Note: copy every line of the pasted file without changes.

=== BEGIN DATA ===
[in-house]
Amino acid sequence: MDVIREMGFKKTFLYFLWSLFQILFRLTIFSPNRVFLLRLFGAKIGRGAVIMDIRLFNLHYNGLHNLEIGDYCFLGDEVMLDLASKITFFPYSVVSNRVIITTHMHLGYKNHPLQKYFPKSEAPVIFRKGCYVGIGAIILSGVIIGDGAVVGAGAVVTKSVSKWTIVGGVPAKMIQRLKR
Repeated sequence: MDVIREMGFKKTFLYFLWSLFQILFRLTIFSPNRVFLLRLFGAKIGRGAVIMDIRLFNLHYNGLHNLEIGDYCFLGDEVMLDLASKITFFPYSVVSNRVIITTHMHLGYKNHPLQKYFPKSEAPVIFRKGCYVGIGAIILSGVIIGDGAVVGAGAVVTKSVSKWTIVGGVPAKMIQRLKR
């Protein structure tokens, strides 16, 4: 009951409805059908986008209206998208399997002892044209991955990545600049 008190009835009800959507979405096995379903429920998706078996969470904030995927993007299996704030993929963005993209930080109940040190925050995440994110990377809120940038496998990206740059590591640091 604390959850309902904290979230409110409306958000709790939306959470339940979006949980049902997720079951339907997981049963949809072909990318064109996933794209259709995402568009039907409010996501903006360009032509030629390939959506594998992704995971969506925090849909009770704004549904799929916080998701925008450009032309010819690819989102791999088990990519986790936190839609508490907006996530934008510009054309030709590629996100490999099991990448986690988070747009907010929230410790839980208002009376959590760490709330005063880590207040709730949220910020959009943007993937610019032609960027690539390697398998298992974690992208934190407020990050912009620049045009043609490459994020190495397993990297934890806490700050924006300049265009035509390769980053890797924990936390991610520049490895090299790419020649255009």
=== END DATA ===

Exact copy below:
[in-house]
Amino acid sequence: MDVIREMGFKKTFLYFLWSLFQILFRLTIFSPNRVFLLRLFGAKIGRGAVIMDIRLFNLHYNGLHNLEIGDYCFLGDEVMLDLASKITFFPYSVVSNRVIITTHMHLGYKNHPLQKYFPKSEAPVIFRKGCYVGIGAIILSGVIIGDGAVVGAGAVVTKSVSKWTIVGGVPAKMIQRLKR
Repeated sequence: MDVIREMGFKKTFLYFLWSLFQILFRLTIFSPNRVFLLRLFGAKIGRGAVIMDIRLFNLHYNGLHNLEIGDYCFLGDEVMLDLASKITFFPYSVVSNRVIITTHMHLGYKNHPLQKYFPKSEAPVIFRKGCYVGIGAIILSGVIIGDGAVVGAGAVVTKSVSKWTIVGGVPAKMIQRLKR
């Protein structure tokens, strides 16, 4: 009951409805059908986008209206998208399997002892044209991955990545600049 008190009835009800959507979405096995379903429920998706078996969470904030995927993007299996704030993929963005993209930080109940040190925050995440994110990377809120940038496998990206740059590591640091 604390959850309902904290979230409110409306958000709790939306959470339940979006949980049902997720079951339907997981049963949809072909990318064109996933794209259709995402568009039907409010996501903006360009032509030629390939959506594998992704995971969506925090849909009770704004549904799929916080998701925008450009032309010819690819989102791999088990990519986790936190839609508490907006996530934008510009054309030709590629996100490999099991990448986690988070747009907010929230410790839980208002009376959590760490709330005063880590207040709730949220910020959009943007993937610019032609960027690539390697398998298992974690992208934190407020990050912009620049045009043609490459994020190495397993990297934890806490700050924006300049265009035509390769980053890797924990936390991610520049490895090299790419020649255009």